Lincolnia Senior Center

Recreation Center
Please note: Lincolnia Senior Center is no longer a part of the Going Out Guide.

Editorial Review

Choreographed Protest Keeps Dance Hall in Budget
By Lisa Rein, Washington Post Staff Writer Monday, April 21, 2003; Page B01
n a $2.5 billion budget, it doesn't come to much: $45,200 in salary and benefits for an attendant at the Lincolnia Senior Center.

To Fairfax County budget staff searching for tens of millions of dollars in savings in a tight year, the reduction that appeared on Page 670 of the budget plan for fiscal 2004 seemed relatively benign. To thousands of retirees who fox trot, two-step, waltz and hoedown across the linoleum five nights a week and Sunday afternoons to 82-year-old Harry Geserick's tapes, it was heartbreaking.

The money covers Nancy Summers's job running Lincolnia's evening and weekend dances. Without it, no one would close up the community room at the end of the night or attend to emergencies. Summers also juggles which nights the Merry Notes will call squares, the Boomerangs will teach basic steps and the Bachelor and Bachelorettes will throw singles together.

The county was threatening to end a love affair that started 14 years ago when the senior center opened in a converted elementary school west of Alexandria.

"My first thought was, 'Oh my God, they can't do this!' " recalled Shirley Shifflett, 70, a widow who met her boyfriend, Henry Morin, 75, on the Lincolnia dance floor two years ago. They come for ballroom on Tuesdays and square and circle dancing on Thursdays, each paying a $2 admission fee.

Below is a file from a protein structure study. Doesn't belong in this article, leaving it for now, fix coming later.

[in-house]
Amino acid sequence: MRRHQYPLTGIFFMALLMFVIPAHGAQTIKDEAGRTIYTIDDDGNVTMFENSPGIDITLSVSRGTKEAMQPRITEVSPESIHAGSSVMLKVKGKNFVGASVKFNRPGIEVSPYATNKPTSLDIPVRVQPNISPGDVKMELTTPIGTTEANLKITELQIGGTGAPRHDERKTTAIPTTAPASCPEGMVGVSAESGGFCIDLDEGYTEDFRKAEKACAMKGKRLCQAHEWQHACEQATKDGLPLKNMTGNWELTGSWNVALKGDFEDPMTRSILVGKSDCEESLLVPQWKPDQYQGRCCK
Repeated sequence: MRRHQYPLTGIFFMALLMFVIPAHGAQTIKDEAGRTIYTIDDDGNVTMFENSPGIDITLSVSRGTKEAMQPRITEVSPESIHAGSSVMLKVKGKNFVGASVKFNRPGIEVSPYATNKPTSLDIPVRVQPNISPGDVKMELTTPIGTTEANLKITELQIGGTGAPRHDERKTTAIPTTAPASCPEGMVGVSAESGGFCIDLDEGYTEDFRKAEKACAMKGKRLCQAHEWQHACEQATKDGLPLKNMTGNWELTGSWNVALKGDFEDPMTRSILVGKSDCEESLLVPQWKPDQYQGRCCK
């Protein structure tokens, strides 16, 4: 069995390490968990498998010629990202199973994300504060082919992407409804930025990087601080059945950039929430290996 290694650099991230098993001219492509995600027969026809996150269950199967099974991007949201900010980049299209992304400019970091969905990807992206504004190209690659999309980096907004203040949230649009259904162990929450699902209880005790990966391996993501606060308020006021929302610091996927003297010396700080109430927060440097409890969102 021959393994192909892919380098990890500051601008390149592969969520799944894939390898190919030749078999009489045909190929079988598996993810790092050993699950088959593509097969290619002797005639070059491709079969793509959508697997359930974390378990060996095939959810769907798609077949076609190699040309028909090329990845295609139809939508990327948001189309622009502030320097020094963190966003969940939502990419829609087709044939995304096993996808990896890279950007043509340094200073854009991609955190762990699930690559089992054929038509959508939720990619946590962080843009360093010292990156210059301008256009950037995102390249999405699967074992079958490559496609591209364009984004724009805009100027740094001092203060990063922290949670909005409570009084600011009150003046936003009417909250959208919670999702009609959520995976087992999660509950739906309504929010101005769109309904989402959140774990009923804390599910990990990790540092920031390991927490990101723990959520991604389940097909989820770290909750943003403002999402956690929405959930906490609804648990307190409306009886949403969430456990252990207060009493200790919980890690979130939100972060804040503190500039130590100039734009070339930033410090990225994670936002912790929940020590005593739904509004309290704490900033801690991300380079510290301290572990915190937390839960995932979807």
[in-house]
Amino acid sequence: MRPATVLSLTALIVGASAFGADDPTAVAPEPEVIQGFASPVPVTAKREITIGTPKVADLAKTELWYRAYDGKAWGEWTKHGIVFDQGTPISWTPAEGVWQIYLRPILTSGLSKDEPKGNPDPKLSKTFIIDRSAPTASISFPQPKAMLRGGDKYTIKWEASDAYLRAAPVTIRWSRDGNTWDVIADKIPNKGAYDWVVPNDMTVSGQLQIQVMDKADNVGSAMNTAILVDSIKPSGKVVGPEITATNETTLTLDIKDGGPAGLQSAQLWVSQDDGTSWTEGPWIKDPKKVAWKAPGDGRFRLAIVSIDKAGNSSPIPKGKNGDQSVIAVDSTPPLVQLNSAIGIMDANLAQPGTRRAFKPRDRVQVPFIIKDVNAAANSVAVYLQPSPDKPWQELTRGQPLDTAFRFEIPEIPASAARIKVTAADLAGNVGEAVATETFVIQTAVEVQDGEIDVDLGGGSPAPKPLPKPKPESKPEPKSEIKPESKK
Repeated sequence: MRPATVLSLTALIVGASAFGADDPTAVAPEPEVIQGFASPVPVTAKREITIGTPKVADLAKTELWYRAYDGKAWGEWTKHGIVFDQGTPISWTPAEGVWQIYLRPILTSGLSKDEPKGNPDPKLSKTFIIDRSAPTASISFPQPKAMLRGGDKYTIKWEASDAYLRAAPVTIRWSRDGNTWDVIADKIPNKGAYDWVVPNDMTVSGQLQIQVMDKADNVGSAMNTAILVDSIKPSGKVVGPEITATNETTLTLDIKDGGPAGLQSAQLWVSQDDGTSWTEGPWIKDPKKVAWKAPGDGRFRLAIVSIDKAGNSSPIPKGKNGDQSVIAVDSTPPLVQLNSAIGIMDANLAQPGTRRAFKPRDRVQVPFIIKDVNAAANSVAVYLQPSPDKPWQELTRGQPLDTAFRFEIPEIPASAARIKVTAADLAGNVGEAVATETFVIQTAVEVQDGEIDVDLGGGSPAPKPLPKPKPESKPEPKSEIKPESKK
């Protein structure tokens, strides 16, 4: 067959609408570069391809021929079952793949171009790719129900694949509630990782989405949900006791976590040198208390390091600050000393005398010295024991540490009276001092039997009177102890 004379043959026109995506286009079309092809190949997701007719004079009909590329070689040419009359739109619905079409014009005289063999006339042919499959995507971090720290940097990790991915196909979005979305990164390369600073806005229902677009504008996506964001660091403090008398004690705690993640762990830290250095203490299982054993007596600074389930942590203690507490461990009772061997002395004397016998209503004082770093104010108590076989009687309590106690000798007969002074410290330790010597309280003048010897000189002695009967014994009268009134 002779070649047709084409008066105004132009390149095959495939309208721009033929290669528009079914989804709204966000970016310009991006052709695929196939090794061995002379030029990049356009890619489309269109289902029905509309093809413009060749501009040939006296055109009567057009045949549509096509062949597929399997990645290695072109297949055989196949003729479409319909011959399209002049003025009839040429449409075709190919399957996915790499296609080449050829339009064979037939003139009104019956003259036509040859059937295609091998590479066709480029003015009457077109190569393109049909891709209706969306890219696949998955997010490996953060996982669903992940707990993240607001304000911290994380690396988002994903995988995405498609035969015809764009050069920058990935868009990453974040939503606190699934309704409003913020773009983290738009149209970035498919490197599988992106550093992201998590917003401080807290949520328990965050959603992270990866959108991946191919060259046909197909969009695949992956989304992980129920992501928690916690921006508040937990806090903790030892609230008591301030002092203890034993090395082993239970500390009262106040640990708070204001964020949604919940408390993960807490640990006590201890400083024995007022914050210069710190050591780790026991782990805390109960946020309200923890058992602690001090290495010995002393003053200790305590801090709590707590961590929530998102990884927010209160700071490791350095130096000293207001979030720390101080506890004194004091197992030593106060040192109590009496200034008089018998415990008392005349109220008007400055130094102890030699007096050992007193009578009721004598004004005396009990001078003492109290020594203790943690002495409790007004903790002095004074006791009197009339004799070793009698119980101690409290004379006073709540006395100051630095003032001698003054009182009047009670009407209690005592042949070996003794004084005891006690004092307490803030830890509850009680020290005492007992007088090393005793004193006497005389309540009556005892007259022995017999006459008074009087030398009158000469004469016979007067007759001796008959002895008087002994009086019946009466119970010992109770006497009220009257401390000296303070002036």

Over six weeks, a group bound by their love of dance took on the Board of Supervisors, mobilizing a protest through e-mail, letters and a petition with 327 signatures. The coup de grace came two weeks ago, when a half-dozen dancers in string ties and cowboy boots and skirts with crinoline petticoats took the microphone at two public hearings on the budget.

It worked. The attendant position is slated to be restored today when the board adopts a spending plan for next year.

A budget is a window on a community's priorities, and the saga of the Lincolnia attendant's position shows that few choices to cut come easily. In a year when politicians and activists from all sides agree that some programs have to give to free up money for tax relief, even a small reduction reverberates loudly. Cost-cutting has proven especially hard in Fairfax, a county with high expectations for services and a constituency for almost everything.

"Who knew?" said Supervisor Penelope A. Gross (D-Mason), whose district includes the senior center. "There's always a music or dance event in the big hall. I never really thought too much beyond that." Gross said she and her nine fellow supervisors understood quickly that they had to find another way to save $45,200.

"You get a letter written in a very fragile hand. You can tell it was difficult to write," she said. "People really took the time to say, 'This is important to us.' "

Fifteen thousand dancers twirled on the Lincolnia dance floor last year, county officials say. The number includes multiple visits.

The senior center is home to 10 square-dance clubs, a ballroom group and a community that celebrates marriages, sends cards when people get sick and lets everyone know when someone dies.